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The Bank of England has cut interest rates to a new historic low of 0.25% on Thursday (4 August). Here's a recap of what happened today.

  • Bank of England cuts interest rates to 0.25% to balance Brexit slowdown.
  • Bank announces £170bn more quantitative easing & bank lending support.
  • Governor Mark Carney admits monetary policy might not be enough to prevent Britain's economy from slowing down even further.
  • UK growth forecast for 2017 slashed from 2.3% to 0.8%.
  • Bank of England now expects CPI inflation to hit 2.4% in 2018 and 2019.

Former chancellor George Osborne has given his approval to the Bank of England's decision to cut interest rates.

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Carney says: "Saving rates are probably going to be low for some time, both in the UK and beyond."

"We will ensure for savers, for pensioners, for pension funds ... that the economy will grow, that there are fewer unemployed, and we adjust to this new equilibrium faster than would be the case."

Mark Carney
iStock, Reuterss

Carney says the MPC recognises that when interest rates are very low, cuts may not be passed on to mortgage holders, for example.

But the Governor said that the raft of new measures were an attempt to ensure the impact of the cut is not diluted.

The announced Term Funding Scheme is a pure monetary policy instrument that is likely to be more stimulative that the previous Funding for Lending scheme. It charges a penalty rate if banks do not lend.

Carney says" "The banks have no excuse not to pass this cut onto their customers."

Carney confirms that the Bank expects only limited growth in 2017, but not a recession.

He says today's package means the central bank has "improved the economic prospects of the country",and should mean unemployment is lower, output is higher, and growth is stronger than would otherwise be the case.

Mark Carney
iStock, Getty Images

Carney says: "We are living through a time of considerably uncertainty."

"If the data is as projected, the majority of Monetary Policy Committee members would anticipate a further rate cut."

Carney said since the Brexit vote the "9% depreciation of sterling will boost exports and weigh on imports".
The Bank expects several factors to weigh on business investment, including "heightened uncertainty - higher cost of capital".

Mark Carney
Dylan Martinez/ Getty Images

Carney said today's package of measures are "timely, coherent and comprehensive"

Carney says gross domestic product growth is expected to be 2.5% lower over the next two years than the Bank had expected in May.

Unemployment will rise from 4.9% to 5.5% over next two years, while consumer price index inflation will reaching 2.4% by this time in 2018.

During Carney's conference lender NatWest Bank said it will cut interest rates on base rate linked products to 0.25%.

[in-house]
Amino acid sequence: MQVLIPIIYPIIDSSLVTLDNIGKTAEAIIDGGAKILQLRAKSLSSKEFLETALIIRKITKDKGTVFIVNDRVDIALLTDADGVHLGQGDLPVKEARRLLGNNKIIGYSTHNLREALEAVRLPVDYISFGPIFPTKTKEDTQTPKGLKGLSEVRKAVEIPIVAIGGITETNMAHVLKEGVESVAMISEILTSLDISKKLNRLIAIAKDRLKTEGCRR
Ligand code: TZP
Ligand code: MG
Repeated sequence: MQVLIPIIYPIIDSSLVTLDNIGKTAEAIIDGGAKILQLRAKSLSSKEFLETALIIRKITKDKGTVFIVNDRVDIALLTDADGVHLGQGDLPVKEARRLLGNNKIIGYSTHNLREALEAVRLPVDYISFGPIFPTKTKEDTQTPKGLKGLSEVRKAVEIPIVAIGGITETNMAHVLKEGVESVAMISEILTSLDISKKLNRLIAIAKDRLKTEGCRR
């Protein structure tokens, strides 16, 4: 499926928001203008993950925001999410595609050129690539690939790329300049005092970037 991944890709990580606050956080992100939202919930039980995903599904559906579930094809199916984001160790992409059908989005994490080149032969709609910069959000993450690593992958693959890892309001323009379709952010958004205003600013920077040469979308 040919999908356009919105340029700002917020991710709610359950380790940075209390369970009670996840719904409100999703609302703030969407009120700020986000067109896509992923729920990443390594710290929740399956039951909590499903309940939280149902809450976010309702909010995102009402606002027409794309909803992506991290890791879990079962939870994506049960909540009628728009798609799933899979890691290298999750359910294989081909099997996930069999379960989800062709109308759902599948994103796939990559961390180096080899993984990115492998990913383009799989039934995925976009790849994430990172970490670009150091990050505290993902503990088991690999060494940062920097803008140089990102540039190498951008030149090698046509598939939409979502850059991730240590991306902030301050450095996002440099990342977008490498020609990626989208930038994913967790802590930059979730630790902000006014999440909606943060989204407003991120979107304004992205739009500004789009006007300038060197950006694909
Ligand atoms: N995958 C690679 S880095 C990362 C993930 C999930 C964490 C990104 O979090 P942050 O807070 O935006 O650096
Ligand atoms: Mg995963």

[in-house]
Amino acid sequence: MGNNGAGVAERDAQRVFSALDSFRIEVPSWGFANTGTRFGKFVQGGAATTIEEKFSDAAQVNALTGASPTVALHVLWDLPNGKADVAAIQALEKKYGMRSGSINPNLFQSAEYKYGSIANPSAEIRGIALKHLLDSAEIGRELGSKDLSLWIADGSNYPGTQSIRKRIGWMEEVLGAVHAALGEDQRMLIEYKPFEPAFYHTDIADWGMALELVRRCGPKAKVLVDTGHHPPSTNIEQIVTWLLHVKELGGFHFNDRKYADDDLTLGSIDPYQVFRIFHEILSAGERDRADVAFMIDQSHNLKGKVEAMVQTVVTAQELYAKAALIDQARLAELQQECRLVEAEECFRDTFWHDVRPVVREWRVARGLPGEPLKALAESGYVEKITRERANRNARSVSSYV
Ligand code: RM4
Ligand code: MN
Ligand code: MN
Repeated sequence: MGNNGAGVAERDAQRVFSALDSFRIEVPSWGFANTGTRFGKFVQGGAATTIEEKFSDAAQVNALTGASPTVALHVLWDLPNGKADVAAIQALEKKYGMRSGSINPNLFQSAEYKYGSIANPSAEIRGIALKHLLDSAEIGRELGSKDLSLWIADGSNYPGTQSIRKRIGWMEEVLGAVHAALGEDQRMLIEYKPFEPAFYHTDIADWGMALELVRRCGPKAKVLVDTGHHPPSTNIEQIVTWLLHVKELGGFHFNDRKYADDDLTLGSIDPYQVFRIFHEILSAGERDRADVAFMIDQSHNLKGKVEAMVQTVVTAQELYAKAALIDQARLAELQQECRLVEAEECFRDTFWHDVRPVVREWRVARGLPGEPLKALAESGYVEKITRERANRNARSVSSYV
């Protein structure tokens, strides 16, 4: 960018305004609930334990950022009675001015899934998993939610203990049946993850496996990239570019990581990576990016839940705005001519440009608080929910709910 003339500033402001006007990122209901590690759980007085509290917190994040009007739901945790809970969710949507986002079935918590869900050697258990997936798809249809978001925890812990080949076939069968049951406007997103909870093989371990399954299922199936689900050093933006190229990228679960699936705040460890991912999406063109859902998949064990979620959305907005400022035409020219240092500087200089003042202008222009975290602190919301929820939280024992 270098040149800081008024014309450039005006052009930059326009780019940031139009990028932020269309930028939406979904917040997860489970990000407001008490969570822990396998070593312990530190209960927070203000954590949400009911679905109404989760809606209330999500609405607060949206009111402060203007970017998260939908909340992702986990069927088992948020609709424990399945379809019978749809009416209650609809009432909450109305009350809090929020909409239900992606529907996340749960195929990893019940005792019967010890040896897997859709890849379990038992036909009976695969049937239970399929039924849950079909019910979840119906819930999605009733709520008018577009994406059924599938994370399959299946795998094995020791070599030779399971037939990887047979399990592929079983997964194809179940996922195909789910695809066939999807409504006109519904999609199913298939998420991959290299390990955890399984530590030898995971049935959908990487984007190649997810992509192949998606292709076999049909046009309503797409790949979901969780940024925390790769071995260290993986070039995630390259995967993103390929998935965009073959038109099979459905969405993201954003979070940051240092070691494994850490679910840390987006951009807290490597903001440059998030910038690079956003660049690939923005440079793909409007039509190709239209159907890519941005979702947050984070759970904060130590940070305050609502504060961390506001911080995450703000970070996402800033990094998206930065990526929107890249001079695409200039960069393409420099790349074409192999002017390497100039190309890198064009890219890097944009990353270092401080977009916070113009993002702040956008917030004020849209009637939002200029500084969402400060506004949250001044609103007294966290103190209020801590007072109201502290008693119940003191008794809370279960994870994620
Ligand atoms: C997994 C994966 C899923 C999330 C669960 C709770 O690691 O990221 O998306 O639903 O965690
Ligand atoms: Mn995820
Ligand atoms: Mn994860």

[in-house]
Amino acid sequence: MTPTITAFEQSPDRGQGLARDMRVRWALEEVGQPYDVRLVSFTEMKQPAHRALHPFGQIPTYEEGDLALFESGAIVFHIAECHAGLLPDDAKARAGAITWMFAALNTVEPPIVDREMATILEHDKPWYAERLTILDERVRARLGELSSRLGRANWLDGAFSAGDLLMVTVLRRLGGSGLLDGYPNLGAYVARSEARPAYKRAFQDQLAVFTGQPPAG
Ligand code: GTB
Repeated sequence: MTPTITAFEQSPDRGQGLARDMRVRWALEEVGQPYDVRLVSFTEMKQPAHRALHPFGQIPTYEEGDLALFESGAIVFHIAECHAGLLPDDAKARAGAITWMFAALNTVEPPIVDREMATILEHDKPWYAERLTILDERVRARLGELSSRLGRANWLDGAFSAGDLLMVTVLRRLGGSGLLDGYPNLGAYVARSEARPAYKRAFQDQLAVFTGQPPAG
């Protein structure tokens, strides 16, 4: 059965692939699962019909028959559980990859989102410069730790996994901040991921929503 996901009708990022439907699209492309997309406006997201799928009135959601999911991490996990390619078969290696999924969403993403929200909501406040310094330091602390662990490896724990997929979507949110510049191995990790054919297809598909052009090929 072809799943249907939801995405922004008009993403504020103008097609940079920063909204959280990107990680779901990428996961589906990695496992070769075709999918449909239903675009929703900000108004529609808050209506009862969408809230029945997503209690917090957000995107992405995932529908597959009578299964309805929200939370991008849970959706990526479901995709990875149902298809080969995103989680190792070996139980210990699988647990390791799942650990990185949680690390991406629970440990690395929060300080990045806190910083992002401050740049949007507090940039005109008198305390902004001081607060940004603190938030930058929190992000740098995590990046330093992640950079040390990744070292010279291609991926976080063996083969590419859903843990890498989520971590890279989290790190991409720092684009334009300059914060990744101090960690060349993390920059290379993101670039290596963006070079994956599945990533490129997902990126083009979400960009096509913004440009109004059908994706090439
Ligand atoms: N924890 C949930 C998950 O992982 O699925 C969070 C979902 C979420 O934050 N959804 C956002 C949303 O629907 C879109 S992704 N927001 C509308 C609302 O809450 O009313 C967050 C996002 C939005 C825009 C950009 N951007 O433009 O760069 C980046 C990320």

Carney says the decision to leave the EU markets amount to a "regime change".

Carney confirms that the Bank has cut interest rates to record lows, boosted its asset purchase scheme by £60bn, decided to start buying up to £10bn of corporate bonds each month, and created a new £100bn funding for lending scheme.

Bank of England governor Mark Carney said: "The UK's trading relationships are about to change, but precisely how is uncertain."

At a press conference to explain the historic measures Bank of England governor Mark Carney said: "The degree and composition of this stimulus package has largely been supplied by the decision by the UK to leave the EU."

The Chancellor Philip Hammond said he welcomed the Monetary Policy Committee's decision.

The Confederation of British Industry (CBI) has welcomed the decision, indicating lower interest rates and quantitative easing should provide a much-needed boost to UK businesses.

"The combination of a rate cut and more quantitative easing should be a shot-in-the-arm for business and consumer confidence, lowering borrowing costs and keeping liquidity flowing through the economy," said CBI chief economist, Rain Newton-Smith.

"The Bank's action will help restore confidence in the UK economy and what's now most important to businesses is that the Government develops a clear plan and timetable for EU negotiations."

The pound has sunk following the BoE's rates announcement. As of 12.22pm BST, sterling was down 1.18% to $1.3168.

Here are some more details over the stimulus package announced by the BoE earlier today.

• The BoE launched a new scheme aiming to provide as much as £100bn of new funding to banks to help them pass on the base rate cut to the real economy. The "term funding scheme" (TFS) will see the BoE create new money to provide loans to banks at interest rates close to the base rate of 0.25%

• The BoE unveiled plans to inject a further £60bn in electronic cash into the economy to buy government bonds, extending the existing quantitative easing programme to £435bn in total.

• A furtehr £10bn in electronic cash will be created to purchase corporate bonds from firms "making a material contribution to the UK economy"

The BoE's decision has left some unimpressed. Michelle McGrade, chief investment officer of online investment platform TD Direct Investing, has described the move as a "step in the wrong direction".

The decision, she added, will deal a blow to savers.

"We have seen in the major countries, and especially notable in Japan, that very low and in some cases negative interest rates have not had the desired effect in terms of stimulating economies.

"We must not forget that the crucial issue weighing on UK confidence is the uncertainty around what leaving the EU means. The sooner the Government can give us clarity on that, the more chance we have of stimulating confidence and growth.